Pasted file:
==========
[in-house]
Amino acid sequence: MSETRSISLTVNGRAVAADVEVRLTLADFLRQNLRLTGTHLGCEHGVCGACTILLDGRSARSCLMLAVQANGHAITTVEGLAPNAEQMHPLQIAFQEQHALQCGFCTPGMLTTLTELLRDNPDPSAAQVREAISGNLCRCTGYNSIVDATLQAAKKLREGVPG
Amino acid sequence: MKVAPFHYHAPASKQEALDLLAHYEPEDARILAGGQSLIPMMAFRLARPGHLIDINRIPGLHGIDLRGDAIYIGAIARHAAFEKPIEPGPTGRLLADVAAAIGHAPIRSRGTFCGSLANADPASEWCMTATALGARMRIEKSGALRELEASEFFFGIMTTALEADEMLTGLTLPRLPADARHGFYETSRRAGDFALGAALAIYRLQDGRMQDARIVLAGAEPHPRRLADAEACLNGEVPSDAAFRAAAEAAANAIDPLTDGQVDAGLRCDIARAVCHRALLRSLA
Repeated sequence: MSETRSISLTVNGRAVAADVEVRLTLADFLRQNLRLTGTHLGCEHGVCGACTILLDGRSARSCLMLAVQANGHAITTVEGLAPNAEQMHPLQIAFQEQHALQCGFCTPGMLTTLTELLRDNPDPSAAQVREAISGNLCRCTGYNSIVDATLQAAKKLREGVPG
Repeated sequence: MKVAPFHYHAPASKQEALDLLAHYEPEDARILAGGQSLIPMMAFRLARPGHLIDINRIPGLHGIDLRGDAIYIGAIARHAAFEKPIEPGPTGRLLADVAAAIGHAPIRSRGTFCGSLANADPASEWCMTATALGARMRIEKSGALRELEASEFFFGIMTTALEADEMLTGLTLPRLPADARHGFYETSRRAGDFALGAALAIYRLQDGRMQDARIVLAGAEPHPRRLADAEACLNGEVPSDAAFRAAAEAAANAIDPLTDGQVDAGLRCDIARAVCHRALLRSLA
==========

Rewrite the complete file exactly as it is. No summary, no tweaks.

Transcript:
[in-house]
Amino acid sequence: MSETRSISLTVNGRAVAADVEVRLTLADFLRQNLRLTGTHLGCEHGVCGACTILLDGRSARSCLMLAVQANGHAITTVEGLAPNAEQMHPLQIAFQEQHALQCGFCTPGMLTTLTELLRDNPDPSAAQVREAISGNLCRCTGYNSIVDATLQAAKKLREGVPG
Amino acid sequence: MKVAPFHYHAPASKQEALDLLAHYEPEDARILAGGQSLIPMMAFRLARPGHLIDINRIPGLHGIDLRGDAIYIGAIARHAAFEKPIEPGPTGRLLADVAAAIGHAPIRSRGTFCGSLANADPASEWCMTATALGARMRIEKSGALRELEASEFFFGIMTTALEADEMLTGLTLPRLPADARHGFYETSRRAGDFALGAALAIYRLQDGRMQDARIVLAGAEPHPRRLADAEACLNGEVPSDAAFRAAAEAAANAIDPLTDGQVDAGLRCDIARAVCHRALLRSLA
Repeated sequence: MSETRSISLTVNGRAVAADVEVRLTLADFLRQNLRLTGTHLGCEHGVCGACTILLDGRSARSCLMLAVQANGHAITTVEGLAPNAEQMHPLQIAFQEQHALQCGFCTPGMLTTLTELLRDNPDPSAAQVREAISGNLCRCTGYNSIVDATLQAAKKLREGVPG
Repeated sequence: MKVAPFHYHAPASKQEALDLLAHYEPEDARILAGGQSLIPMMAFRLARPGHLIDINRIPGLHGIDLRGDAIYIGAIARHAAFEKPIEPGPTGRLLADVAAAIGHAPIRSRGTFCGSLANADPASEWCMTATALGARMRIEKSGALRELEASEFFFGIMTTALEADEMLTGLTLPRLPADARHGFYETSRRAGDFALGAALAIYRLQDGRMQDARIVLAGAEPHPRRLADAEACLNGEVPSDAAFRAAAEAAANAIDPLTDGQVDAGLRCDIARAVCHRALLRSLA